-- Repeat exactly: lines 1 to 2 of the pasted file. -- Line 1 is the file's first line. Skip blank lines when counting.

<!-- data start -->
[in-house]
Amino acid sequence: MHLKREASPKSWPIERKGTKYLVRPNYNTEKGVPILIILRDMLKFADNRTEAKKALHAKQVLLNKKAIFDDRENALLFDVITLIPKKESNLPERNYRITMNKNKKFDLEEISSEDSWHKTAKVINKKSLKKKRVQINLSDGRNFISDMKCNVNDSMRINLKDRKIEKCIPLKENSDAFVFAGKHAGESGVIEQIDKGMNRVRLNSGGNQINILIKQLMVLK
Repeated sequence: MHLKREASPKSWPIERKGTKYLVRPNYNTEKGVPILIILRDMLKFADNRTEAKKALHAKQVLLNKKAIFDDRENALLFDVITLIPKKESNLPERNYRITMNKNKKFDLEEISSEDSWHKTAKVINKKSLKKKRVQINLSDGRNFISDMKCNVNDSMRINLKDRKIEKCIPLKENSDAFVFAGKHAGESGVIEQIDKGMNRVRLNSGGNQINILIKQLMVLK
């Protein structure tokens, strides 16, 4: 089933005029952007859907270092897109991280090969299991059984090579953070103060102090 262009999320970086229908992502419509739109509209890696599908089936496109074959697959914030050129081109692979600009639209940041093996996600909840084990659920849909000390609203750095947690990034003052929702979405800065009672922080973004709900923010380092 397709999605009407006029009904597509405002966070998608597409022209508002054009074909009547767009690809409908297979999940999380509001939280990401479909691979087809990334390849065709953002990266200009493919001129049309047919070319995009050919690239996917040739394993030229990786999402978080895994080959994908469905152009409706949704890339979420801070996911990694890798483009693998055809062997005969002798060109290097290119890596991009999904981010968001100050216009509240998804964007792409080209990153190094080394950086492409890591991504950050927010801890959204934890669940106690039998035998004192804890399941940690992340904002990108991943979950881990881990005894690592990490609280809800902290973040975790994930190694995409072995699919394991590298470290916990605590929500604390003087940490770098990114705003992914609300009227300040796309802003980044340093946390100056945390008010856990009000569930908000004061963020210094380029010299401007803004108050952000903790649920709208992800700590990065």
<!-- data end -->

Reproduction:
[in-house]
Amino acid sequence: MHLKREASPKSWPIERKGTKYLVRPNYNTEKGVPILIILRDMLKFADNRTEAKKALHAKQVLLNKKAIFDDRENALLFDVITLIPKKESNLPERNYRITMNKNKKFDLEEISSEDSWHKTAKVINKKSLKKKRVQINLSDGRNFISDMKCNVNDSMRINLKDRKIEKCIPLKENSDAFVFAGKHAGESGVIEQIDKGMNRVRLNSGGNQINILIKQLMVLK